- Join Toastmasters. If you are serious about conquering this part of your skillset, so that you can truly be a self-marketer, there’s no better method for getting over fear of public speaking. It’s tried and true, and also great fun for writers! If you’re not a joiner, you can find a coach to work with you privately.
- Engage in some positive self-talk about your situation. We’re NOT talking affirmations here. We’re talking about reminding yourself that the world is basically a friendly place, and that your audience-of-one likely wants you to do well. A quite-famous singer handled her stage fright by re-framing it for herself and deciding that she’s merely uncomfortable in the spotlight. Develop your own “pre-show” ritual for how you will center yourself.
- It’s not recommended to eat a heavy meal on the day you must present or perform. When your digestive tract is overloaded, it can intensify your feelings of discomfort. Eat light, then celebrate afterwards.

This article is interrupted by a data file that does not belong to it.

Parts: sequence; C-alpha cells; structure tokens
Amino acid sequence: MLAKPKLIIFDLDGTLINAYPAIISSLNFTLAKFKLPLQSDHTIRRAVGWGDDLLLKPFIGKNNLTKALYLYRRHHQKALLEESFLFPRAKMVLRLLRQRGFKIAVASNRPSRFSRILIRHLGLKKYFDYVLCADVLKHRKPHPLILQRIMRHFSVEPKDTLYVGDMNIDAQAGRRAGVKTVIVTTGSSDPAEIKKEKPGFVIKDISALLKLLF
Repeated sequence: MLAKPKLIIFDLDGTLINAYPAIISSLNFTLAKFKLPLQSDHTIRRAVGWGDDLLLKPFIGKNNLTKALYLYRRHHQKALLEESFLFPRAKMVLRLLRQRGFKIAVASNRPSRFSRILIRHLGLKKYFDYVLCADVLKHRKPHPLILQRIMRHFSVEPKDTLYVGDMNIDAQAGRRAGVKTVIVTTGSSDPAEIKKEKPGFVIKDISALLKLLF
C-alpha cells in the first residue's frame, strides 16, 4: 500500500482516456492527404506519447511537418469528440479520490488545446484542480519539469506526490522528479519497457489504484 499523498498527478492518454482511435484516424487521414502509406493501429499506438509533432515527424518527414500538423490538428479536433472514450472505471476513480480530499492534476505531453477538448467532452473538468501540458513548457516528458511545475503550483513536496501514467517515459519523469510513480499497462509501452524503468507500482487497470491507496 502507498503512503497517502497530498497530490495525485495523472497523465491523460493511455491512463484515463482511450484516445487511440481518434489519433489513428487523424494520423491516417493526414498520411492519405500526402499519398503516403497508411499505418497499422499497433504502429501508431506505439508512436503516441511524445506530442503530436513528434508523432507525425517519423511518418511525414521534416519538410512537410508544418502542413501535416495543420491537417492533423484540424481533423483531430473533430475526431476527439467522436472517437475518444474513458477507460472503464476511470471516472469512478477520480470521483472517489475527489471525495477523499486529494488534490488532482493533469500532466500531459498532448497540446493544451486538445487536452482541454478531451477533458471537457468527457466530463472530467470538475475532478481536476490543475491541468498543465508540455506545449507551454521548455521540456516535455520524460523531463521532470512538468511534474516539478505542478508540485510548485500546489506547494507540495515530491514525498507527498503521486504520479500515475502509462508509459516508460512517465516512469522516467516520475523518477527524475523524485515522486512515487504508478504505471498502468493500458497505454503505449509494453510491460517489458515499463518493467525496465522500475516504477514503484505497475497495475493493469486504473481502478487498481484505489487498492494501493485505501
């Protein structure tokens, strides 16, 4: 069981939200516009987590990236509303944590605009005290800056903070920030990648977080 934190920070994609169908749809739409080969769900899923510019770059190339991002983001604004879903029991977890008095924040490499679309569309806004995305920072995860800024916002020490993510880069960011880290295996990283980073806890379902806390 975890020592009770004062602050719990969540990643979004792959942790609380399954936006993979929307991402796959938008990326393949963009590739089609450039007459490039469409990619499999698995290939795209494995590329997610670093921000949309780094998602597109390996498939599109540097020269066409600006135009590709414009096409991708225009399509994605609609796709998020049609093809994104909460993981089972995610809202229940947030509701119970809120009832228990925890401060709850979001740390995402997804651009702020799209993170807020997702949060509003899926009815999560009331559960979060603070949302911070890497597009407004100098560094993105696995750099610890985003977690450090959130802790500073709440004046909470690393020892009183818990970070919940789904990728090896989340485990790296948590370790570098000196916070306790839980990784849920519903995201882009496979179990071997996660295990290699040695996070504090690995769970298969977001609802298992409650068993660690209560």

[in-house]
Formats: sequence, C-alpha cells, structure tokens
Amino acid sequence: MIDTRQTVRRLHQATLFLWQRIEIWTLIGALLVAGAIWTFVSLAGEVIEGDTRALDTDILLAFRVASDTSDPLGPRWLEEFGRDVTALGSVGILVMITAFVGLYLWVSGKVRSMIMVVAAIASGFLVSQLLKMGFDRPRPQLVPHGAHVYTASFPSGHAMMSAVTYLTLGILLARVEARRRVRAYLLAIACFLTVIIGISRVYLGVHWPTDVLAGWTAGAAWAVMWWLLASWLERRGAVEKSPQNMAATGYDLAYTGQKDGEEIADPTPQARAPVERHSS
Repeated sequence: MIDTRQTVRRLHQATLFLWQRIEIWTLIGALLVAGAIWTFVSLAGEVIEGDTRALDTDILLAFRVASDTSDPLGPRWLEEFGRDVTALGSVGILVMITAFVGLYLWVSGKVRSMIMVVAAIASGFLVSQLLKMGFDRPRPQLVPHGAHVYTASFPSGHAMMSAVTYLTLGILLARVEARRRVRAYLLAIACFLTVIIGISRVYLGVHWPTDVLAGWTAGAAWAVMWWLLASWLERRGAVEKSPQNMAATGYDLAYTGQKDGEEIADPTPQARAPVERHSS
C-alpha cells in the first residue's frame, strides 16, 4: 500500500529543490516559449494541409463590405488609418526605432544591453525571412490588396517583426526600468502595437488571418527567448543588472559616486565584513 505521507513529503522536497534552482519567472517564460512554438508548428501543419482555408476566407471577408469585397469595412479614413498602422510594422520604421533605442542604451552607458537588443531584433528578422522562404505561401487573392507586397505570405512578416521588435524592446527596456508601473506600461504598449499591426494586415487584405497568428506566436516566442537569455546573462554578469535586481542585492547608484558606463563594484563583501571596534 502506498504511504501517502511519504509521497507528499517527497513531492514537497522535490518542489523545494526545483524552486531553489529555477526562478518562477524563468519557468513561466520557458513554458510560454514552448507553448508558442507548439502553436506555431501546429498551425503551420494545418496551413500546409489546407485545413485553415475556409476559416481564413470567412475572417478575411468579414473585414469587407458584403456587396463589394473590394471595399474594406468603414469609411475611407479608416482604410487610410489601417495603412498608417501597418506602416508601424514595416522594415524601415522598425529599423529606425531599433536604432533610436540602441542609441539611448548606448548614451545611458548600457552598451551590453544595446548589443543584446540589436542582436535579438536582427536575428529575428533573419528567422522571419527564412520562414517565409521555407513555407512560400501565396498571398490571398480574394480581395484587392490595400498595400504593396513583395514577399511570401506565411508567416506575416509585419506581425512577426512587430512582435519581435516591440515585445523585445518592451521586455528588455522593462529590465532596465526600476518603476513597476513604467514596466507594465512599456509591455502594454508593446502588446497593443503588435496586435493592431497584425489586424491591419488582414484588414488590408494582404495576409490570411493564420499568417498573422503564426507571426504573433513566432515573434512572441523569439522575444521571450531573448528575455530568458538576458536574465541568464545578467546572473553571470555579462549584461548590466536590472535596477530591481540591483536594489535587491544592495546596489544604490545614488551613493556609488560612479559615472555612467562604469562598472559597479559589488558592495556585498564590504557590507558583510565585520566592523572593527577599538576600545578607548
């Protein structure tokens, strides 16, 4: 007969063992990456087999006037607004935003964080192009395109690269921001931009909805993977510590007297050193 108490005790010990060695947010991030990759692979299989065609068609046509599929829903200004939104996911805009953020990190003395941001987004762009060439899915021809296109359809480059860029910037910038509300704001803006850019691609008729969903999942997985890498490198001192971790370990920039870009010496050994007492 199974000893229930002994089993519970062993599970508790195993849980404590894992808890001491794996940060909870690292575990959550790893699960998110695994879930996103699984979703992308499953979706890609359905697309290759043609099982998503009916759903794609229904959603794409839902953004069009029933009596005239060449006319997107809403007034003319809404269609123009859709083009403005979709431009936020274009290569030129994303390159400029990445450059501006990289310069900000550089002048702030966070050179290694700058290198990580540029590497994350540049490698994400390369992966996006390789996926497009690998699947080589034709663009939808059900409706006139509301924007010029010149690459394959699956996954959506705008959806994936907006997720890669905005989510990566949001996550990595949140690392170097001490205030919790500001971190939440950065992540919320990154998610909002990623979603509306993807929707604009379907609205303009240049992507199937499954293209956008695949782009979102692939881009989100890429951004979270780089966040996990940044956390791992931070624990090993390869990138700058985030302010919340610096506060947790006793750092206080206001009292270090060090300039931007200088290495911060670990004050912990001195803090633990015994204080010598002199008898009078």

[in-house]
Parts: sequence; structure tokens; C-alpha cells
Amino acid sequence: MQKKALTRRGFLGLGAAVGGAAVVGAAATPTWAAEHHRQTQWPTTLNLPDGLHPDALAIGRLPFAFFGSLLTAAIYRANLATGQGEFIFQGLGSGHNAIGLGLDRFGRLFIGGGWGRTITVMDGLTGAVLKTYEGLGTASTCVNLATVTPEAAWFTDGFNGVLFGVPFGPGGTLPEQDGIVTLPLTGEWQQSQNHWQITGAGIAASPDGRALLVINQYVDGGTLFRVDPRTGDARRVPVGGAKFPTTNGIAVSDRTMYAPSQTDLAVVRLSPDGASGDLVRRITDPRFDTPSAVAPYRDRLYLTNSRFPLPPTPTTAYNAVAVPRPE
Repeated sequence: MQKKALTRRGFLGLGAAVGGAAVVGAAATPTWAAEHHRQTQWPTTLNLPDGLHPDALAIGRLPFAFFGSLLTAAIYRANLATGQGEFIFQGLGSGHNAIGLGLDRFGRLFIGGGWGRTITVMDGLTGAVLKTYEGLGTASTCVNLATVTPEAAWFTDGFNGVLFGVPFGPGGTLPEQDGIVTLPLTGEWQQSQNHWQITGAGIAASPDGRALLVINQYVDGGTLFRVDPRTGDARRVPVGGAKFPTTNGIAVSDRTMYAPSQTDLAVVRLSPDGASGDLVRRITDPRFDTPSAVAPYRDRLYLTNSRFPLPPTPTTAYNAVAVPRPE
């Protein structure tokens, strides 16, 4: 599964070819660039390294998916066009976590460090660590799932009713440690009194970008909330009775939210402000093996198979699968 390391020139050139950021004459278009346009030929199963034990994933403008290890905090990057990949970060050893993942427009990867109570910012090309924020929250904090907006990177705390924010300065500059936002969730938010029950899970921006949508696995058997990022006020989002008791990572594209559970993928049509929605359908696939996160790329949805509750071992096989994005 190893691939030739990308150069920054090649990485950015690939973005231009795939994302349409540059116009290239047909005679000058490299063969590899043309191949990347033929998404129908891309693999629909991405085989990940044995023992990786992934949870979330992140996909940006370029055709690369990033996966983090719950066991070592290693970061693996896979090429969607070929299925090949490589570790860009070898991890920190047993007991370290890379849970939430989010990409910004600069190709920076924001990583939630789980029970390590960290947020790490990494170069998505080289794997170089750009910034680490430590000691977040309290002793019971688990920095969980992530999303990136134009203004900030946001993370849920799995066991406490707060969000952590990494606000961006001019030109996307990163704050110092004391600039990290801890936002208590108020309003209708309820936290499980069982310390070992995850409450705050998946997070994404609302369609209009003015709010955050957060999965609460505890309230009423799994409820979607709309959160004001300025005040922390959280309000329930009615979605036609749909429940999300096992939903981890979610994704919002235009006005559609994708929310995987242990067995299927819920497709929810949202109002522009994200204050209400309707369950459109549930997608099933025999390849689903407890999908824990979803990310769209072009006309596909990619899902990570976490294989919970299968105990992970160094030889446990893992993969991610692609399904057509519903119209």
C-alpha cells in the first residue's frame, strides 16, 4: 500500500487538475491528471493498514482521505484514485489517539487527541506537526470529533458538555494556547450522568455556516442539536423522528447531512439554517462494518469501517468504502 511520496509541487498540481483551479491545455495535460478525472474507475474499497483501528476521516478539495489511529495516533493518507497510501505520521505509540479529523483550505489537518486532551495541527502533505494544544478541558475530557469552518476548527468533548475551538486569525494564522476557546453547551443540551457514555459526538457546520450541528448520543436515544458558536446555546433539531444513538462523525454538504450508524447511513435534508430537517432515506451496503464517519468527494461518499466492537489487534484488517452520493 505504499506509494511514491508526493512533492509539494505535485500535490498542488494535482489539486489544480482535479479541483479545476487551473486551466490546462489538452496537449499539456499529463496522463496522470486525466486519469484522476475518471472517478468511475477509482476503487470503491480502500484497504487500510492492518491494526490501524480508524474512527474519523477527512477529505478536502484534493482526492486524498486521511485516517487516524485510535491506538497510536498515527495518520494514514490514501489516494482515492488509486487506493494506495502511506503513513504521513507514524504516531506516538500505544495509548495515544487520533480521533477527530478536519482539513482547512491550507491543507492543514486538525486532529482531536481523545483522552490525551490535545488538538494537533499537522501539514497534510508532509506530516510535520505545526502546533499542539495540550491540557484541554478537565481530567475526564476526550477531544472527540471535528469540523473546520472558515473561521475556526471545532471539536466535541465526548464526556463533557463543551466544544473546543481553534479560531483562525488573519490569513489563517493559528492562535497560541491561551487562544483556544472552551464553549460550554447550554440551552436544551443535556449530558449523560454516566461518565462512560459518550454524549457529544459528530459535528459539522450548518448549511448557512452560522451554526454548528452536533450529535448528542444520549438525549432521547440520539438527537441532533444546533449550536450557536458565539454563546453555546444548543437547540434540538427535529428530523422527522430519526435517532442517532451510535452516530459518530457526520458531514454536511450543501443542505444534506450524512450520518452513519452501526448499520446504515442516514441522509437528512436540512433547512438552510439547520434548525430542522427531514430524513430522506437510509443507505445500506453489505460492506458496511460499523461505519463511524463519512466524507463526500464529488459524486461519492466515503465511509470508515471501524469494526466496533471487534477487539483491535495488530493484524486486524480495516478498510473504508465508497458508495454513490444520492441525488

- Drink plenty of fluids before your pitch, but don’t overdo it. Also, really try to avoid caffeine beforehand, if you possibly can, and definitely avoid alcohol. Have water handy so that you can sip immediately before you pitch. It not only wets your whistle but actually relaxes your jaw. Chewing gum right before you pitch does the same thing – just don’t forget to spit it out. (My roadie used to hold his hand out right before I went onstage so I could spit out my gum – now THAT was devotion.)
- Take a few quiet moments to focus and breathe deeply and rhythmically before you go into your pitch situation. You may very well be in the middle of a crowd, but you can still do this. Deep breathing is the foundation of preventing and gaining control over your physical symptoms, whether it’s simple nervousness or full-blown panic. A regular breathing practice, whether alone or in combination with meditation, is recommended for all artists.
It’s Too Late! (What to do when stage fright grips you.)
So what happens if, like happened to me on Blue Oyster Cult night, you find yourself sliding quickly into a physical panic response? What if, when you’re already “on stage,” mid-pitch, and you unplug your own cord, forget your words, realize you might be failing right NOW?
Emergency tactics to the rescue…
- Yes, again with the breathing. Remind yourself that you are safe, even as the heart pounds and the breathing gets shallow. Willfully slow down your breathing and relax your diaphragm (your gut) so that your breath goes all the way down to your belly button. Let out the breath through loose lips so that you can hear the sound, and do this several times.